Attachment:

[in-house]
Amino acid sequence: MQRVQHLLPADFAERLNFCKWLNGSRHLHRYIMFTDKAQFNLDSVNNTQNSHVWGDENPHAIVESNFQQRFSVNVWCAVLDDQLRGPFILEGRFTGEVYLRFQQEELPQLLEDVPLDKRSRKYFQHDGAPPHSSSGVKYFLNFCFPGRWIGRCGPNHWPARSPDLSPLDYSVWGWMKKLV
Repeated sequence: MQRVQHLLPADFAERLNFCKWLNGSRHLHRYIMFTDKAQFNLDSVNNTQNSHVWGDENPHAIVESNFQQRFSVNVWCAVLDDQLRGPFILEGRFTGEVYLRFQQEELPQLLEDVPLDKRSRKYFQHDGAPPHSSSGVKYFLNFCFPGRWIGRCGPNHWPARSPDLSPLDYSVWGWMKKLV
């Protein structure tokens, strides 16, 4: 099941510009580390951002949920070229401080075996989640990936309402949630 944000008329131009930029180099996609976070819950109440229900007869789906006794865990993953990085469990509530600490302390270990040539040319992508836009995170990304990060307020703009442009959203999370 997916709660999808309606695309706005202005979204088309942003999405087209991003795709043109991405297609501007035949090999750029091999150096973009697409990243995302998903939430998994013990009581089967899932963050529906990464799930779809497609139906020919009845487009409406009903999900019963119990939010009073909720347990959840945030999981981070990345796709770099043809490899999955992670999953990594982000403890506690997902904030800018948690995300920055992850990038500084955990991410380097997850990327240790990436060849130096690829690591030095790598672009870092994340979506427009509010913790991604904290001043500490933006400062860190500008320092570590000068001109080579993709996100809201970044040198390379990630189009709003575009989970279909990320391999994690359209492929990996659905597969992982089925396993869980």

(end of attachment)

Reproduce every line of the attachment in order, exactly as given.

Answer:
[in-house]
Amino acid sequence: MQRVQHLLPADFAERLNFCKWLNGSRHLHRYIMFTDKAQFNLDSVNNTQNSHVWGDENPHAIVESNFQQRFSVNVWCAVLDDQLRGPFILEGRFTGEVYLRFQQEELPQLLEDVPLDKRSRKYFQHDGAPPHSSSGVKYFLNFCFPGRWIGRCGPNHWPARSPDLSPLDYSVWGWMKKLV
Repeated sequence: MQRVQHLLPADFAERLNFCKWLNGSRHLHRYIMFTDKAQFNLDSVNNTQNSHVWGDENPHAIVESNFQQRFSVNVWCAVLDDQLRGPFILEGRFTGEVYLRFQQEELPQLLEDVPLDKRSRKYFQHDGAPPHSSSGVKYFLNFCFPGRWIGRCGPNHWPARSPDLSPLDYSVWGWMKKLV
């Protein structure tokens, strides 16, 4: 099941510009580390951002949920070229401080075996989640990936309402949630 944000008329131009930029180099996609976070819950109440229900007869789906006794865990993953990085469990509530600490302390270990040539040319992508836009995170990304990060307020703009442009959203999370 997916709660999808309606695309706005202005979204088309942003999405087209991003795709043109991405297609501007035949090999750029091999150096973009697409990243995302998903939430998994013990009581089967899932963050529906990464799930779809497609139906020919009845487009409406009903999900019963119990939010009073909720347990959840945030999981981070990345796709770099043809490899999955992670999953990594982000403890506690997902904030800018948690995300920055992850990038500084955990991410380097997850990327240790990436060849130096690829690591030095790598672009870092994340979506427009509010913790991604904290001043500490933006400062860190500008320092570590000068001109080579993709996100809201970044040198390379990630189009709003575009989970279909990320391999994690359209492929990996659905597969992982089925396993869980």